Faced with going for a manager he did not know, Busby decided to look inwards and briefly considered Johnny Carey, Noel Cantwell and Paddy Crerand but decided that their lack of coaching experience went against them. Thus, he promoted Wilf McGuinness from within to handle first-team affairs.
An outstanding youth coach and a player of some repute before his career was ended at just 22 years of age, McGuinness was Manchester United through and through and had progressed steadily through the coaching ranks of the club. The Busby Babes had been nurtured by McGuinness before Busby ever got his hands on them, and so it was that the lad from Collyhurst became first-team manager.
However, while McGuinness was perfectly suited to being a coach, he was a straight shooter and lacked the cunning and guile needed to be a manager. He wasn’t interested in the political minefield of the dressing room as a coach and never tried to understand it. But as a manager, he now had to control it.
But a different story soon emerged, as McGuinness eventually found that he was only the chief coach, with Busby attending board meetings in his place and negotiating contracts with his staff and potential signings behind his back.
Add that to Busby vetoing moves for players like Malcolm McDonald, Mick Mills and Colin Todd, and all of a sudden McGuinness began to feel the world at Old Trafford moving against him. All the responsibility was his, but all the power rested with the director of football.
McGuinness failed because he couldn’t stand up to Busby. To no surprise, he was sacked one year into his three-year deal, with Busby taking over as manager until the end of the season while a shocked McGuinness stayed on until June before leaving football in England.
The following manager, Frank O’Farrell, found a United team in serious disarray and tried to rebuild it in his image, but he found his requests turned down by the board more often than not.
The ex-Leicester boss suffered the same fate as his predecessor. Except this time there was a major bloodletting at the club, with a number of coaches and even George Best being told to pack their bags. All the while, Busby was pulling the strings on the board.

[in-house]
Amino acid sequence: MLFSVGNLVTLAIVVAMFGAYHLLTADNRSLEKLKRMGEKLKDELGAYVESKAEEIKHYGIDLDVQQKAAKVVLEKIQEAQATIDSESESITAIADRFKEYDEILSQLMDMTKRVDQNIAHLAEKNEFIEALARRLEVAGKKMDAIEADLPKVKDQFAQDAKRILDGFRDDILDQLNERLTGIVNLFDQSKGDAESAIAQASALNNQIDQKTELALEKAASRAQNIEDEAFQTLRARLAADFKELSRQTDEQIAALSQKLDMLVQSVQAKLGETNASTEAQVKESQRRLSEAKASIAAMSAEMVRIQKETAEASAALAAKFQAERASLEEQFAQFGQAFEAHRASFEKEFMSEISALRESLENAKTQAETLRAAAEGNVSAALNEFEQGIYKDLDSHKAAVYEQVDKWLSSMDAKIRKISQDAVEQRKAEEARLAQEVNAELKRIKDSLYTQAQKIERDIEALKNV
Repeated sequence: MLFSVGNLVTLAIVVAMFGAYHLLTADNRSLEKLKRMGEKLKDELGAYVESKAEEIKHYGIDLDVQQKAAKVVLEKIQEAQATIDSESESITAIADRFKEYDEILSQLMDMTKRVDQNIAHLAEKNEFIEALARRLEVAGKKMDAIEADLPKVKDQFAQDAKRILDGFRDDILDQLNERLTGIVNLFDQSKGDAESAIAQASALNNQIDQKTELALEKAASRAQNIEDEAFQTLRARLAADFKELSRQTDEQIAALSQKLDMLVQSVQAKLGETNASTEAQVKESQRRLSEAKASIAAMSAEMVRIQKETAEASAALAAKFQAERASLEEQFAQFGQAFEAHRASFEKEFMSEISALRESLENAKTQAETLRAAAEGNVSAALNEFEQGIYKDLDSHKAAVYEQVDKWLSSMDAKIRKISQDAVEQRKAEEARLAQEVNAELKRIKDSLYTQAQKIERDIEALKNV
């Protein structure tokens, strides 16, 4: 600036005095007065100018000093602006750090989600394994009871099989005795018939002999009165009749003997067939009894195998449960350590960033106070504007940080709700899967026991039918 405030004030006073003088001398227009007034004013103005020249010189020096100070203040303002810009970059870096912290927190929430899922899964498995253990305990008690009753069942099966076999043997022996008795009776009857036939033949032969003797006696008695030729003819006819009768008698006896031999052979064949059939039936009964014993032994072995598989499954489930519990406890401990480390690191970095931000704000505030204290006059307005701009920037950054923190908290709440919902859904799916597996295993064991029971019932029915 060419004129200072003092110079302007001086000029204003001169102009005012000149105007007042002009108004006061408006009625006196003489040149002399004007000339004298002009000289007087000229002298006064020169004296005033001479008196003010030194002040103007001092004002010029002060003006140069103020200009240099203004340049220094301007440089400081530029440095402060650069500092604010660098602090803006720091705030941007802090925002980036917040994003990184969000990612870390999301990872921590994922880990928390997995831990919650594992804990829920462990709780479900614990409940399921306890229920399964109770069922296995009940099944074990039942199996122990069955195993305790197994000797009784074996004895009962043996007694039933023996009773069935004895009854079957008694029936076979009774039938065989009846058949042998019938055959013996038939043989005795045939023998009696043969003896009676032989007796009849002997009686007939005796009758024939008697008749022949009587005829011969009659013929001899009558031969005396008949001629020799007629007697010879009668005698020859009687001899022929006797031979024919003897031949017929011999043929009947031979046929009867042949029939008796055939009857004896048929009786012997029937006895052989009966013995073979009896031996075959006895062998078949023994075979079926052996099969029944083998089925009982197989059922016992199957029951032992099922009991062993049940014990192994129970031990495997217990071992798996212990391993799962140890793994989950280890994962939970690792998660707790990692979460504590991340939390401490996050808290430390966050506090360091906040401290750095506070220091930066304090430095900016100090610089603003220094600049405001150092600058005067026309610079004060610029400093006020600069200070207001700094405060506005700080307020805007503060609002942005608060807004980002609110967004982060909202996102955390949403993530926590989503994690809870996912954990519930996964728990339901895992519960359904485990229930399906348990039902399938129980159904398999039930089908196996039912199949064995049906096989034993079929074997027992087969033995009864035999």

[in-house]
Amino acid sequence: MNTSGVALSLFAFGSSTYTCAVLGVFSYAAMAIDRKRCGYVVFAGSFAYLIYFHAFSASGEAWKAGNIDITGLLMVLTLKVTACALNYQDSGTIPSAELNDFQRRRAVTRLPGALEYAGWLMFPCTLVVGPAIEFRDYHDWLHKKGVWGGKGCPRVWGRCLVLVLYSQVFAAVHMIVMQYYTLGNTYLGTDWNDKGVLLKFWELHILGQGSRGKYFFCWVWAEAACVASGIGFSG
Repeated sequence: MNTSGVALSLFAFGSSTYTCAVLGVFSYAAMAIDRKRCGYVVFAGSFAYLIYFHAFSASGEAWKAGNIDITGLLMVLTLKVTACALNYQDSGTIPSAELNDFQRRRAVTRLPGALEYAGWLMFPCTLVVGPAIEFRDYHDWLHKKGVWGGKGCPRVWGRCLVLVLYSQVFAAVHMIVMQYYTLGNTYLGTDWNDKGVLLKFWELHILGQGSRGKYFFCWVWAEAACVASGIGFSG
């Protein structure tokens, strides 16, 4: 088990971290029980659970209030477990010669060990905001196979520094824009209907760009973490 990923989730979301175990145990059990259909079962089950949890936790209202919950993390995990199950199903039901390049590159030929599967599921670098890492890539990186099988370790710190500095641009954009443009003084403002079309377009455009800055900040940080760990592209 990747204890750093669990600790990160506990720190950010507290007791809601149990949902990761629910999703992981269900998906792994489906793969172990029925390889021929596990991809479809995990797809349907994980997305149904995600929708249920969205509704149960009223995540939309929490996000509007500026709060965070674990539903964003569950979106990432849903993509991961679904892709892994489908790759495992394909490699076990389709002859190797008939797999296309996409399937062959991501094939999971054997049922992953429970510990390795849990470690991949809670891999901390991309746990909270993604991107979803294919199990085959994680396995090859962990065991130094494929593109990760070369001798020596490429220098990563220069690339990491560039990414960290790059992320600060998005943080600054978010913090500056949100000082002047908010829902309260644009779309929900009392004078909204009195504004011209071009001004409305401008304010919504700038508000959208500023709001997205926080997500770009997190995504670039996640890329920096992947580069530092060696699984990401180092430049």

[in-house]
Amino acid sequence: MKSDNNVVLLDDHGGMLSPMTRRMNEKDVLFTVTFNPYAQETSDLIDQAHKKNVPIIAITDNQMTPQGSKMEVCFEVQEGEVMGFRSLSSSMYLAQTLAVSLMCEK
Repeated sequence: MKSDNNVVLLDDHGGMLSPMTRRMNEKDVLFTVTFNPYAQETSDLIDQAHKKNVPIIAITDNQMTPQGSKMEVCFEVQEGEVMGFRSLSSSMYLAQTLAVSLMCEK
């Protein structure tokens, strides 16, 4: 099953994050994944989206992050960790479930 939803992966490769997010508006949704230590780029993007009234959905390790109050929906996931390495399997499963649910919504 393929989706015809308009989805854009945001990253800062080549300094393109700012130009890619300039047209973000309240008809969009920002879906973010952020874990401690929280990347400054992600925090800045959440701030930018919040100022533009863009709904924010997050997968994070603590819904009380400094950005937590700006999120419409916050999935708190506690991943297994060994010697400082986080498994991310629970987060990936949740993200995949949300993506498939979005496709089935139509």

Speaking to Eamon Dunphy, who was writing A Strange Kind of Glory, O’Farrell said, "I thought if Matt Busby and Manchester United are the good guys, what are the bad guys like?"
Just like McGuinness, O’Farrell was put off professional football after his poor relationship with Busby.
There are enough lessons to be learnt from McGuinness’ and O’Farrell’s succession to Busby as manager. The club should know all about the pitfalls of a legend taking over as a director and staying with the club. His very presence undermines the new manager from Day 1.
Ferguson should have recognised these dangers of taking on such a role and put months—if not years—between his retirement and return to the club. This would allow Moyes time to settle and run things his way without having to worry about his predecessor.
There is little doubt that the Manchester United job is the toughest job in English football, even without having to succeed the greatest manager in English football history. Moyes' cause is not being helped by the club mismanaging the Ferguson situation, nor by the Scot commenting upon Moyes' regime.
Speaking to MUTV, as per The Telegraph, Ferguson continued to undermine his successor with these mischevious words: "For David, winning a trophy would be a fantastic achievement. No matter what it is... We've always had priorities obviously and David is aware of that but I hope he achieves it."
The point here is that Ferguson did not have to say anything. He is, in essence, making Moyes out to be a second-class manager when compared to him.
United's draw to Southampton means that the Red Devils have not won successive home matches for the first time since 2007. Moyes was considered negative for taking Wayne Rooney off with a few minutes to go in that match. If fans cast their minds back to last season, Ferguson didn't even play Rooney, and when he did he substituted the star many, many times.
Ferguson picked his timing to retire perfectly. He left Moyes with an uphill battle from the start. Not only has Moyes inherited this situation, but he has also inherited an irresistible force and immovable object in the directors' box.
The first step in Moyes succeeding at Old Trafford will begin when Ferguson moves out.
Statistics from ManUtd.com, PremierLeague.com, Soccerbase and A Strange Kind of Glory by Eamon Dunphy